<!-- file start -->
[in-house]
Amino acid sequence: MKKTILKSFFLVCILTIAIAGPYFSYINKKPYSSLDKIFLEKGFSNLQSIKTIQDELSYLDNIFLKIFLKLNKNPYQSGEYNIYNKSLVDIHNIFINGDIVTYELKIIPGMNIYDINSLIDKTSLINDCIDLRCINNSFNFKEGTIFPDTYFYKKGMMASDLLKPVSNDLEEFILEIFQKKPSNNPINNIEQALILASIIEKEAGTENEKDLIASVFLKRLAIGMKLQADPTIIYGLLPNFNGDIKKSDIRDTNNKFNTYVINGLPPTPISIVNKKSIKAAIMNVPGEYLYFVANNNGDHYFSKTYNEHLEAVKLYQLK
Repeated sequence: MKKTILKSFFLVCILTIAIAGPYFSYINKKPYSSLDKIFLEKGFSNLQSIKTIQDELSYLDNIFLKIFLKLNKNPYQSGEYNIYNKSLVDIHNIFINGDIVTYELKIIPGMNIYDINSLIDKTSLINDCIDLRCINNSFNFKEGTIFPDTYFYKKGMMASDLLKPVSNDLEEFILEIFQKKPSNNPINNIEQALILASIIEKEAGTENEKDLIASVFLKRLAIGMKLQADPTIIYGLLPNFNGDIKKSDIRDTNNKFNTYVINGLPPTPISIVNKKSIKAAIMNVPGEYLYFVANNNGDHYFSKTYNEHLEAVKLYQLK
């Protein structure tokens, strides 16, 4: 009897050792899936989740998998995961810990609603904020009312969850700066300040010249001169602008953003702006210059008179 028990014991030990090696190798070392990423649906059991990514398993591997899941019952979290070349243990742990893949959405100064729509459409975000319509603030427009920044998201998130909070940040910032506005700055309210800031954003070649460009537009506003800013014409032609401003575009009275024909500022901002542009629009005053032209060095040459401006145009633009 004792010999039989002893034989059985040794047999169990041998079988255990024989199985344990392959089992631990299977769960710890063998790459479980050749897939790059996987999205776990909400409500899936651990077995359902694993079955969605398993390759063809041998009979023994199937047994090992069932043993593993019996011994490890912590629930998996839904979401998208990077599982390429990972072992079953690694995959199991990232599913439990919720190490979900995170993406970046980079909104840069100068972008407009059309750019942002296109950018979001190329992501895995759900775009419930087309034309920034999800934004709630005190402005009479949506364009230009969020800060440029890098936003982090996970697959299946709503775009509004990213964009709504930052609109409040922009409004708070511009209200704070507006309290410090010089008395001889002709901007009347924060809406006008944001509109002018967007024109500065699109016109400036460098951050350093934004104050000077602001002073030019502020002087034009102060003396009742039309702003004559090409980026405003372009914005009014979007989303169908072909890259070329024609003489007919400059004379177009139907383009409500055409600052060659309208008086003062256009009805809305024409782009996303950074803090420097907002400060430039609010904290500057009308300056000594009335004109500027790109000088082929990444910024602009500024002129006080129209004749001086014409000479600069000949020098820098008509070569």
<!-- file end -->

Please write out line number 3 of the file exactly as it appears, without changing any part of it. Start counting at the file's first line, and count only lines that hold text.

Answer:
Repeated sequence: MKKTILKSFFLVCILTIAIAGPYFSYINKKPYSSLDKIFLEKGFSNLQSIKTIQDELSYLDNIFLKIFLKLNKNPYQSGEYNIYNKSLVDIHNIFINGDIVTYELKIIPGMNIYDINSLIDKTSLINDCIDLRCINNSFNFKEGTIFPDTYFYKKGMMASDLLKPVSNDLEEFILEIFQKKPSNNPINNIEQALILASIIEKEAGTENEKDLIASVFLKRLAIGMKLQADPTIIYGLLPNFNGDIKKSDIRDTNNKFNTYVINGLPPTPISIVNKKSIKAAIMNVPGEYLYFVANNNGDHYFSKTYNEHLEAVKLYQLK